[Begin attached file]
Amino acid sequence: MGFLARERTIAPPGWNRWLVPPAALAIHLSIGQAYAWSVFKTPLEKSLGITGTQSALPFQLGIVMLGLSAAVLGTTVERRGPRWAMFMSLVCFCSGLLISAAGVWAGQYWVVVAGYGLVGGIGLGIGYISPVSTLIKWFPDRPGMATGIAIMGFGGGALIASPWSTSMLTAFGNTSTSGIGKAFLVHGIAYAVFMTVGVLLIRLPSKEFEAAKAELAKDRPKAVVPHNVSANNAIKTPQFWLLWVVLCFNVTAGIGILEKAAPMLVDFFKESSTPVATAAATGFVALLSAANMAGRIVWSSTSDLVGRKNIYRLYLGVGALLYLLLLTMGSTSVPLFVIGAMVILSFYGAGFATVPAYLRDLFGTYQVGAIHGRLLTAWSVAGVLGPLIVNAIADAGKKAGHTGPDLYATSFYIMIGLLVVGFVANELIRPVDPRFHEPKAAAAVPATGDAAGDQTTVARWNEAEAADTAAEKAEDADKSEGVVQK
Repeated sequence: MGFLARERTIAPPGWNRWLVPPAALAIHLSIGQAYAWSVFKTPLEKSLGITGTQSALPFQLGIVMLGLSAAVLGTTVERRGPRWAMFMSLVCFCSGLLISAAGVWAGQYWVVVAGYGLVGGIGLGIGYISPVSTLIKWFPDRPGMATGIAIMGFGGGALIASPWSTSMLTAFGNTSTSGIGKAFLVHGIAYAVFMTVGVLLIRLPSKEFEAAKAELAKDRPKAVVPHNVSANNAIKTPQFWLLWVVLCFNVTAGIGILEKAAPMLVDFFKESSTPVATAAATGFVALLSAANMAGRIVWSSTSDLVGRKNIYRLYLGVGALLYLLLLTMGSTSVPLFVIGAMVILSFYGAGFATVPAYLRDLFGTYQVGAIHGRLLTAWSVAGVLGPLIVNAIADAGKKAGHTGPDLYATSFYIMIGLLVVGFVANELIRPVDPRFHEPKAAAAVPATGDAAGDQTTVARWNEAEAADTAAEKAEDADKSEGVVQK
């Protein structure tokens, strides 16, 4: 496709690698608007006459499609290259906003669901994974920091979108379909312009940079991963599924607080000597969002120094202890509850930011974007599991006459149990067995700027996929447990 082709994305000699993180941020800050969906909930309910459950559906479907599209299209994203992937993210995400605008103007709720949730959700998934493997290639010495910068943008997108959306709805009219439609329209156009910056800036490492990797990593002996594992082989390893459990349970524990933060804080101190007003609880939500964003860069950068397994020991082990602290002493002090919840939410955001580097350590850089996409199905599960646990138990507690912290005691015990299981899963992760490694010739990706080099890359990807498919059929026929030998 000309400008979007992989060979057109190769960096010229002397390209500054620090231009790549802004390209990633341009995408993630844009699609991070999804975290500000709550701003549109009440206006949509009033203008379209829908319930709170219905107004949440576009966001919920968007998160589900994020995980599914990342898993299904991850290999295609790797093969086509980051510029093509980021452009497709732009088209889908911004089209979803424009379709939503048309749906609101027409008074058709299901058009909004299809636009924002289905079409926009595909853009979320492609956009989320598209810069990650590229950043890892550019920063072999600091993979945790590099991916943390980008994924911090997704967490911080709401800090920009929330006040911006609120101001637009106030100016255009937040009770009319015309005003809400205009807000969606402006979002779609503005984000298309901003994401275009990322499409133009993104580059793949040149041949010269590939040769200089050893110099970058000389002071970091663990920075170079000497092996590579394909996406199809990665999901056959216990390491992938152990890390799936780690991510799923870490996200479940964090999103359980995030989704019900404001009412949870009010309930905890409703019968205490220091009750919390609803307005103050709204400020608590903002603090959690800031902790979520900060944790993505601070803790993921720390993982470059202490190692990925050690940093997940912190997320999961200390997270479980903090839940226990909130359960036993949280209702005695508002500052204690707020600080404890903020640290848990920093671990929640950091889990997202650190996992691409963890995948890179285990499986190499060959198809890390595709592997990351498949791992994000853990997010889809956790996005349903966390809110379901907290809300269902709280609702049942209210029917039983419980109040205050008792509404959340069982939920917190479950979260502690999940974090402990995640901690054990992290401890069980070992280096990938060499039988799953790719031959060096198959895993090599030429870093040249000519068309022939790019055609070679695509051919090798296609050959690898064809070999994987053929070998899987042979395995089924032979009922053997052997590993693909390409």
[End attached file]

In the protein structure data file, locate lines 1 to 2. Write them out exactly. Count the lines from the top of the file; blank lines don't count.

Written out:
Amino acid sequence: MGFLARERTIAPPGWNRWLVPPAALAIHLSIGQAYAWSVFKTPLEKSLGITGTQSALPFQLGIVMLGLSAAVLGTTVERRGPRWAMFMSLVCFCSGLLISAAGVWAGQYWVVVAGYGLVGGIGLGIGYISPVSTLIKWFPDRPGMATGIAIMGFGGGALIASPWSTSMLTAFGNTSTSGIGKAFLVHGIAYAVFMTVGVLLIRLPSKEFEAAKAELAKDRPKAVVPHNVSANNAIKTPQFWLLWVVLCFNVTAGIGILEKAAPMLVDFFKESSTPVATAAATGFVALLSAANMAGRIVWSSTSDLVGRKNIYRLYLGVGALLYLLLLTMGSTSVPLFVIGAMVILSFYGAGFATVPAYLRDLFGTYQVGAIHGRLLTAWSVAGVLGPLIVNAIADAGKKAGHTGPDLYATSFYIMIGLLVVGFVANELIRPVDPRFHEPKAAAAVPATGDAAGDQTTVARWNEAEAADTAAEKAEDADKSEGVVQK
Repeated sequence: MGFLARERTIAPPGWNRWLVPPAALAIHLSIGQAYAWSVFKTPLEKSLGITGTQSALPFQLGIVMLGLSAAVLGTTVERRGPRWAMFMSLVCFCSGLLISAAGVWAGQYWVVVAGYGLVGGIGLGIGYISPVSTLIKWFPDRPGMATGIAIMGFGGGALIASPWSTSMLTAFGNTSTSGIGKAFLVHGIAYAVFMTVGVLLIRLPSKEFEAAKAELAKDRPKAVVPHNVSANNAIKTPQFWLLWVVLCFNVTAGIGILEKAAPMLVDFFKESSTPVATAAATGFVALLSAANMAGRIVWSSTSDLVGRKNIYRLYLGVGALLYLLLLTMGSTSVPLFVIGAMVILSFYGAGFATVPAYLRDLFGTYQVGAIHGRLLTAWSVAGVLGPLIVNAIADAGKKAGHTGPDLYATSFYIMIGLLVVGFVANELIRPVDPRFHEPKAAAAVPATGDAAGDQTTVARWNEAEAADTAAEKAEDADKSEGVVQK